Interview Intervention: The Next Level To Acing Your Interview
The Purpose of the Interview.
I have conducted countless interviews for all levels of employment opportunities; entry level, management, supervisory, administrative and even internship interviews. One thing that seems to stand out time and time again is people do not understand the purpose of the interview. Yes, it is clear, the person interviewing for the job is looking for a employment. I think we all understand that. But, the purpose of the interview is bigger than just showing up in the right clothes with resume in hand.
The purpose of the interview is to showcase yourself. It's to convince the interviewer you are worth his/her time. The interviewer is looking at you, listening to you and trying to picture you in the job. This is your dress rehearsal!! You must own it. If you do not show up prepared to demonstrate that you know you have what it takes, don't show up at all.
Understand this: The interviewer knows early on if you are wrong for the job. So, take control of your role in the interview as soon as you walk in the door by following the steps below.
Step 1: Do Your Research
Speaking as an interviewer, there is nothing more frustrating when the person you are interviewing clearly has no clue about the organization or position they are interviewing for. So please, do your research!!
After you have been scheduled for an interview, research the organization you are interviewing for. Who are they? What is their purpose, their mission? Do they have a product and if so, what is it? Know their philosophical beliefs- whether it's a profit making business or a non-profit social service organization, you must know who they are from their perspective. With the internet, there is absolutely no reason a person comes into an interview and doesn't know about the company they are interviewing with. Visit their website and do your research.
I once interviewed a candidate for a therapist position in a creative art therapy program to work with children who witnessed domestic violence. When I asked him what he knew about the program, he actually replied that he knew nothing about the program and asked me to tell him what I know about it. Really? It was his job to tell me what he knew, to demonstrate that he wanted this job so bad that he had taken just the few minutes necessary to at minimum, look into the program he was interviewing for. Right there, he lost the job because he was the only candidate who didn't know about our program. He wasted my time and his by showing up unprepared.
Additionally, if you are interviewing for a position that requires specialized skills or work with a specialized population, whether sales, or social services; make sure you know about said skills and population, as well as the philosophical approaches the organization works from. Let's go back to our unfortunate candidate above and look further into another cringe-worthy moment of his interview. Remember, he was interviewing for a position working in the field of domestic violence. Domestic Violence information can be found anywhere, but we made it easy, we had the information on our website at the time of his interview. So, it wasn't too much to ask that interviewees would have the basic information regarding the popular approach when working with survivors of domestic violence. Not our interviewee. No, he presented from quite the opposite approach. He failed to understand that our perspective was that no one asked to be abused or deserved to be abused. When we asked him what causes domestic violence, he launched into a dissertation about how female victims have masochistic tendencies that attract them to abusive men. Say what? Clearly, his belief clashed with our belief that no one wants to be abused!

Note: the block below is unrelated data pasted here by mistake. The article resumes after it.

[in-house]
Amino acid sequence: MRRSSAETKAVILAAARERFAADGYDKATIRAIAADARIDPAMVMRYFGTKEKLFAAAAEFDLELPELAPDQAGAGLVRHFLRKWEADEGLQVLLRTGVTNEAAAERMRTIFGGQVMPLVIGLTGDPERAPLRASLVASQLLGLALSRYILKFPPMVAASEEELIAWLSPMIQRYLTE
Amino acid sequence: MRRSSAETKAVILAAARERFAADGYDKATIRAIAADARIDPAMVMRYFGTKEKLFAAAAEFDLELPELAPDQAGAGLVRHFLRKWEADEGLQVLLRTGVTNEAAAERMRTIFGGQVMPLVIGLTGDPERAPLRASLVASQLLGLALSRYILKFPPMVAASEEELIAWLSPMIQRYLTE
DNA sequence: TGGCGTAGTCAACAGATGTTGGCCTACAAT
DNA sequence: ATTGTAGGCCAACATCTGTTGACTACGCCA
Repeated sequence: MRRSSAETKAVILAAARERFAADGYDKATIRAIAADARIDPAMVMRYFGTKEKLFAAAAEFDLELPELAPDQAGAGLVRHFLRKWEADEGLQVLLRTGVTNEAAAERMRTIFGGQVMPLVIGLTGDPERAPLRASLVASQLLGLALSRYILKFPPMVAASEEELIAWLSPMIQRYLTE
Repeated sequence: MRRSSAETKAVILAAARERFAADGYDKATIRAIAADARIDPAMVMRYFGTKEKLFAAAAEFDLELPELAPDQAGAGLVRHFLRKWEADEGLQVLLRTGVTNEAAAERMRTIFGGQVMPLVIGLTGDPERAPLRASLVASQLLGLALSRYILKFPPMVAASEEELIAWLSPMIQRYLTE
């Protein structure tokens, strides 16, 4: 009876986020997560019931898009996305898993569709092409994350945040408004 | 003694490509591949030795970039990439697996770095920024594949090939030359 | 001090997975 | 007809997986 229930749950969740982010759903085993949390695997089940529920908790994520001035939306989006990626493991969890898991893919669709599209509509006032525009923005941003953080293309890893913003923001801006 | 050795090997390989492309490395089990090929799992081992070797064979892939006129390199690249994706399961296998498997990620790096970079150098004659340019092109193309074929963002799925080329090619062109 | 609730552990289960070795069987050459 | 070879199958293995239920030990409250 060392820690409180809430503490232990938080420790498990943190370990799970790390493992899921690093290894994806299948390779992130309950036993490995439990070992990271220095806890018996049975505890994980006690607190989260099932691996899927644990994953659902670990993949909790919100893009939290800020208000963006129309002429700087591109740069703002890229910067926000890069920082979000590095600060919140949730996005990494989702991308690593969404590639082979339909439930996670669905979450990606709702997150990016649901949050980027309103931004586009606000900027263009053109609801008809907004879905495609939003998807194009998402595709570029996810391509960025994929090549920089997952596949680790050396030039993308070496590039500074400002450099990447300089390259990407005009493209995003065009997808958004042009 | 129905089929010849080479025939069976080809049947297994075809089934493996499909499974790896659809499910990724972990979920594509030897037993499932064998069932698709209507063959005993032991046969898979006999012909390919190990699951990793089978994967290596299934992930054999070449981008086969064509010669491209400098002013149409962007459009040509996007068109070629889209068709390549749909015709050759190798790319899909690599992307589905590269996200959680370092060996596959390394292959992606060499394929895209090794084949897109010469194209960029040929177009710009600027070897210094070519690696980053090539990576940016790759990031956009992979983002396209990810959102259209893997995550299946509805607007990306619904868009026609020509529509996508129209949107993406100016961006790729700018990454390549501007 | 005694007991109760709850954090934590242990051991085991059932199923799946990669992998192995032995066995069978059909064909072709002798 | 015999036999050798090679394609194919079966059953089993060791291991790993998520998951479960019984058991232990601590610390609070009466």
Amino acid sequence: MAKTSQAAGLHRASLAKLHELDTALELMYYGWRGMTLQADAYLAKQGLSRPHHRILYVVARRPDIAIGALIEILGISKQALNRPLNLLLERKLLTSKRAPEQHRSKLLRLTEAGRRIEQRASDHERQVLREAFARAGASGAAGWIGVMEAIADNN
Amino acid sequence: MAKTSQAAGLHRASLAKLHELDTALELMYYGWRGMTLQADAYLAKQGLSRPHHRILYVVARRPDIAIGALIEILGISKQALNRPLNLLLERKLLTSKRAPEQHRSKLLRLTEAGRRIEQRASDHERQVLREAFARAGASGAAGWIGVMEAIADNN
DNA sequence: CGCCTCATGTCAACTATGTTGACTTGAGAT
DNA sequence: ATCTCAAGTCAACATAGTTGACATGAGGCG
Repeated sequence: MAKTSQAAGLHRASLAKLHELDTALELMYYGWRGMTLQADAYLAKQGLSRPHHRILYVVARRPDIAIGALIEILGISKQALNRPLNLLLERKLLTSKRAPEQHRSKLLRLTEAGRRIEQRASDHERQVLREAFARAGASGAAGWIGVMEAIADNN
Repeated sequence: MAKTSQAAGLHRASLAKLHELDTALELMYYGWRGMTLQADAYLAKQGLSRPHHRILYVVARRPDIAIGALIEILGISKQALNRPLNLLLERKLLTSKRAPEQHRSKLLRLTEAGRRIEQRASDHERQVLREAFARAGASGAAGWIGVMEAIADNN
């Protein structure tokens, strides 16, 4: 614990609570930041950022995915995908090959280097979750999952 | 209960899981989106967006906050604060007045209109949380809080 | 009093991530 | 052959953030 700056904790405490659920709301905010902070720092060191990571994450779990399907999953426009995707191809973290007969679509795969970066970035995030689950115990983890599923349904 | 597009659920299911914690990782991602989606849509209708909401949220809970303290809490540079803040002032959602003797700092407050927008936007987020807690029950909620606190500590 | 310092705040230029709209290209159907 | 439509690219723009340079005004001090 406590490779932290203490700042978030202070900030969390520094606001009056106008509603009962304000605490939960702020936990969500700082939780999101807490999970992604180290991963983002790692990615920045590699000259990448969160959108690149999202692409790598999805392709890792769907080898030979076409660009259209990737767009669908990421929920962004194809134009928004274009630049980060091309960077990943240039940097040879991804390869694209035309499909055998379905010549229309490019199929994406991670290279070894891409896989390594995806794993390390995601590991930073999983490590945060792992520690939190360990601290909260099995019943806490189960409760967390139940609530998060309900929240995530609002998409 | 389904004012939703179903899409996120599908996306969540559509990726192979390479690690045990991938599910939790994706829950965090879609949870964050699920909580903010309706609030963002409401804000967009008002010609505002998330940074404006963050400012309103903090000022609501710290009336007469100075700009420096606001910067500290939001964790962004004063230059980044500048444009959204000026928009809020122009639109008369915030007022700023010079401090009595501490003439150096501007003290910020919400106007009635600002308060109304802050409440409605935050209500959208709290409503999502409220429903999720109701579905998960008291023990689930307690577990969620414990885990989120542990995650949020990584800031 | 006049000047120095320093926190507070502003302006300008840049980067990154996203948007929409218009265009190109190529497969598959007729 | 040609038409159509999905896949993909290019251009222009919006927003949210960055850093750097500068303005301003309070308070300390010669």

Before you interview, know now who your interviewee is looking for by doing your research. Then, when you show up to the interview, be that candidate!
Step 2: Professional You Must Show Up!
All too often during an interview, I have found that somewhere along the line, people forget that they are interviewing as a candidate for a job...not a friend. Let me tell you how this has demonstrated itself to me when asking one very common question that most interviewers will ask during an interview:
What are your short/long term goals? This question has one intention; it's to understand what your goals are so the interviewer can determine if you have ambitions and if such ambitions are inline with the goals of the organization. That said, when I ask someone what their goals are, I am not looking to find out if they are in need of scheduling an annual physical, if they want to get back into their garden or if they want to meet the "right one" and settle down and start a family. These are conversational points to have with friends, not perspective employers. As an employer who is meeting with an applicant, strictly to determine if there is a match between our job opportunities and the candidate, scheduling a physical will not advance the organizational goals we are interested in achieving. Therefore, answer that question in a way that is truthful, and relevant to the job you are interviewing for. For example, if you are interviewing for that same position the candidate above was interviewing for, your short term goals might be to find a job where your skills as an art therapist can support individuals in their healing process. Your long term goals may be to expand your knowledge/education to advance your skills and professional growth for career advancement. These goals are relevant to the job the candidate is interviewing for as well as demonstrates a desire to grow professionally.
You must be personable and genuine during an interview. Of course you do not want to be a robot when you interview and where ever you go, you bring yourself with you. But, first and foremost, you are interviewing for a job and if you leave your professional self out of the room, even if for only one question, you may have just lost the job.